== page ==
Many of the techniques used to evaluate a client, witness, victim, or perpetrator rely on memory.
After completing your reading and reviewing some of the many studies that show that human memory is not as reliable as most of us believe it to be, how do you plan to account for possible memory errors when creating reports for others?
Remember, your job is to be accurate as possible for whoever hired you. Are there techniques you can use to help protect against the memory errors of others?
Reflectively respond to at least two others in this topic. Did your peers offer an idea that you did not think of yourself? How will the techniques your peers suggested help or possibly detract from their own work?
Welcome to Week 4 of Psychology in the Courtroom!
Consider this: How reliable is your memory?
Imagine you’re in court as a defendant. It’s June 20th. The prosecutor asks you what you did on June 6th. You’re asked to account for every minute of the day – your whereabouts, your behaviors, who you were with, how long you were with them…It’s difficult to remember days that aren’t significant to you. While the date in question isn’t significant to you, it’s significant to the prosecutor. What if you were on trial for a murder you didn’t commit? How could you prove you didn’t commit it when you can’t remember what you did that day? Lapse in memory can seem like a tactic for the guilty. Guilty parties often suffer from situational “amnesia” regarding days, environments, or individuals associated with the crime. One of the best examples I can think of that represents this phenomena is the interview of young medical student, Philip Markoff – the Craigslist Killer – to Boston PD Detectives.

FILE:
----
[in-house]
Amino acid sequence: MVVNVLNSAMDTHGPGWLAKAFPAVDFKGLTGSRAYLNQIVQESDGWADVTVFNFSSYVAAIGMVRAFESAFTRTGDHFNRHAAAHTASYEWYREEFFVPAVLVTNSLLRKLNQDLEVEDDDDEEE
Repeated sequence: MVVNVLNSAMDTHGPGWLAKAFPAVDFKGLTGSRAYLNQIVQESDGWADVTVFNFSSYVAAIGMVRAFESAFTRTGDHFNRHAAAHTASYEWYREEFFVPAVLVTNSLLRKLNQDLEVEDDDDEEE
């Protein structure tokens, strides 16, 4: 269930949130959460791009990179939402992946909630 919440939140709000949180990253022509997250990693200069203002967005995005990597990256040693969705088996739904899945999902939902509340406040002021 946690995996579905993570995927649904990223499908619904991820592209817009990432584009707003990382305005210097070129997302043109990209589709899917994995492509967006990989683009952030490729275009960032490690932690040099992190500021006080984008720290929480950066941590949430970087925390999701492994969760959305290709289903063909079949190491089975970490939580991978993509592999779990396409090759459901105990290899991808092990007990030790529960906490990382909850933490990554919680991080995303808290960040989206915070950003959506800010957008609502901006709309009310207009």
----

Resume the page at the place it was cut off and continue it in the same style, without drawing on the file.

The detective interviewing Markoff asks him if he’s ever been to any hotels in downtown Boston. Markoff says “yes” but cannot remember the last time he was at any hotels in the area [where the crimes took place]. After probing, he says he may have walked through a hotel at some point that year. Detectives asked what hotel it may have been, he couldn’t recall. They asked if he might have walked through the lobby of one of the hotels without really remembering. He responded “maybe…I don’t remember.” Detectives present Markoff with a photograph of him walking through lobby of one of the hotels in downtown Boston around the date and time the last victim was murdered. Detectives ask Markoff to explain where he may have been going or what he may have been doing. Markoff states that he may have gone to a Cheesecake Factory restaurant at some point, but he can’t recall for sure when or if that was where he was going. Detectives say, “no specific memory, huh?” Markoff replies, “I don’t really remember.” Detectives move past the date of the potential dinner at the Cheesecake Factory and say, “what would have brought you in there to walk through it?” [the lobby]. He responds, “I don’t remember.” So, “you have no clear memory of being there in the last couple of weeks?”, detectives ask Markoff. “I don’t remember, no….no clear memory,” he responded. The entire Markoff interview is maddening. His “loss of memory” in such an exaggerated manner suggests probable culpability, but what if he was innocent?
Human memory is not as reliable as we would like to believe. Consider controversial topics such as testimony based on “repressed memory” or eyewitness report from the memory of a child. This week you will be asked to describe how you would account for memory errors when creating reports for others. How would you account for the memory errors of others?
Memory was once thought to be like a video camera but this is often not the case. Memory can be manipulated by a variety of factors. Even stress or the presence of a weapon can determine the likelihood of memories being inaccurate (Costanzo, 2013). With this in mind as a psychologist there are specific responsibilities that one needs to uphold in regards to memory errors.
The Specialty guidelines for forensic psychology (APA, 2018) discusses the need to maintain competence in Section 2.02. Psychologists have the duty to maintain competence by staying up to date on research in one’s area of expertise. To testify to the accuracy of memories, one needs to be aware of current research regarding the inaccuracies of memory.